image file: d1na00195g-f3.tif
Fig. 3 Manipulating graphene oxide. Processing GO in a 20 mm OD tube (17.5 cm ID) at θ 45°, 0.2 mg mL−1 in DMF, flow rate 0.45 mL min−1, result in (i) scrolls at 4k rpm, (ii) crumbling into globular particles at 5k rpm, and (iii) no perturbation at 8k rpm, with the ability to cycle between the three forms of GO by changing the rotational speed akin to another form, with transformation of the GO into ca. 100 nm spheroidal particles at 5.5k rpm (transition from spicular to double-helical flow at the dynamic equilibrium).

image file: d1na00195g-f4.tif
Fig. 4 Moulding nano-carbon and polymer material. (a) Shear stress induced crystallisation and self-assembly of C60 in toluene (0.1 mg mL−1, θ 45°), affording (i) spicules (flow rate 0.1 mL min−1) and (ii) rods (flow rate 1.0 mL min−1), and (iii) mixtures of spicules and rods (flow rate 0.5 mL min−1), at 4, 7, and 6k rpm, corresponding to spicular flow, transitioning from spicular to double-helical flow and helical flow respectively. (b) Micromixing a 1[thin space (1/6-em)]:[thin space (1/6-em)]1 solution of o-xylene solution of C60 (0.1 mg mL−1, flow rate 0.1 mL min−1) and DMF (0.1 mL min−1) in a VFD, θ 45°, 20 mm OD tube, affording (i) regular and (ii) irregular cones in a 20 mm OD tube, and (iii) and (iv) sharper pitch cones with extended arms in a 10 mm OD tube. (v) Cones attached to the wall of the glass tube in the VFD, post VFD processing in a 10 mm OD tube. (c) (i and ii) Signature of the pattern of the double-helical flows formed at the interface of the glass tube and a thin film of polysulfone (ca. 5 μm) formed in toluene at 20 °C, θ = 45°, 7k rpm rotational speed, along the length of the tube, with the arrow representing the rotational direction of the axis of the tube.

image file: d1na00195g-f5.tif
Fig. 5 Moulding elemental bismuth. (a) SEM image of an as received particle of elemental bismuth, with (b–f) as SEM images of material formed after confined mode processing of the material in (a) in 1 mL isopropyl alcohol (IPA) with the 20 mm diameter quartz tube tilted at θ = 45° and spun at 8k rpm for 20 min under nitrogen, at room temperature; the image in (f) appears to be the reverse side of the crater (that was attached to the surface of the tube), and shows rods mattered together. (g) One possible mechanism for the formation of the resulting craters and rods.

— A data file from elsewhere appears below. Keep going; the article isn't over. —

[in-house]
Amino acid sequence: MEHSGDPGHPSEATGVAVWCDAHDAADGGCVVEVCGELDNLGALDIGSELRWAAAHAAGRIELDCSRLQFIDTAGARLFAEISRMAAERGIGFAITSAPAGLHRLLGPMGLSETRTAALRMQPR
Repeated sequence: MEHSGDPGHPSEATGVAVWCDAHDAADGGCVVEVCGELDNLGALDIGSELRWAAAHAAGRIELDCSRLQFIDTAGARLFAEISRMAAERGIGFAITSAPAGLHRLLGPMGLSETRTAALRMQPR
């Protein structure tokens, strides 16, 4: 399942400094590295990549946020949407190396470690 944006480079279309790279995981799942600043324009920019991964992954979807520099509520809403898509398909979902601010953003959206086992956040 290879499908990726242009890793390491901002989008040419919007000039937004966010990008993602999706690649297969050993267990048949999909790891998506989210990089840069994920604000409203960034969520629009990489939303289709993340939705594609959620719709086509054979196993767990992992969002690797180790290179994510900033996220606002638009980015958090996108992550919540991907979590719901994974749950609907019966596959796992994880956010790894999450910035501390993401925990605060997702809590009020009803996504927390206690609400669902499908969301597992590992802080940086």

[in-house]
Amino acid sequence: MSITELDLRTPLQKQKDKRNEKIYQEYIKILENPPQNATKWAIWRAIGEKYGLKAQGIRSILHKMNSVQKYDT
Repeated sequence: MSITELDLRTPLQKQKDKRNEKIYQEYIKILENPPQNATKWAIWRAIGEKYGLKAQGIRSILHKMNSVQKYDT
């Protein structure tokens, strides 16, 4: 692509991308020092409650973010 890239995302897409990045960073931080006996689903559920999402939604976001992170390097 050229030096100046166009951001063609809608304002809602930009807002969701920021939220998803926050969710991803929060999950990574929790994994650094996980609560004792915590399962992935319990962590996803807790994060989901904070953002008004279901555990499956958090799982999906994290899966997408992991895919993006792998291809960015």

Faraday waves19,20 are characterised by pressure fluctuations that induce eddies, much like the pressure system and wind patterns exhibited in the Earth's atmosphere, but around the inside surface of a curved cylindrical surface, rather than the outside of a spherical one. In this situation, the Faraday wave ‘eddies’ are aligned vertically within the thickness of the film, Fig. 1(e). As the tube rotates in the VFD, any oscillation in film thickness at θ < 90°, Fig. 1(a and b), which could also arise from distortions in the tube, has potential to drive the formation of Faraday waves. Their presence and other fluid dynamic behaviour in the VFD will impact on the movement of the liquid (mixing), and consequently, the resultant heat and mass transfer. Variation in the relative strengths of these competing processes results in overall fluid behaviours that create regimes of unique processing conditions within the VFD, with each process introducing a moulding or fabrication capability for their own unique nanostructures. These findings also reveal that there are domains of fluid flow in the VFD where any outcome of processing is not limited by conventional bulk diffusion control, but rather this is compounded by orientation effects associated with diffusion or mass transport that appears within the different topological flow regimes. As will be presented herein, the shear stress in the thin film of liquid in the VFD is not uniform but rather it can be uniformly localised. Shear stress induced aggregation of colloids,21 colloidal breakup,22 and nucleation and crystallisation of colloids23 are understood on theoretical grounds, accounting for flow mediated transport of molecules.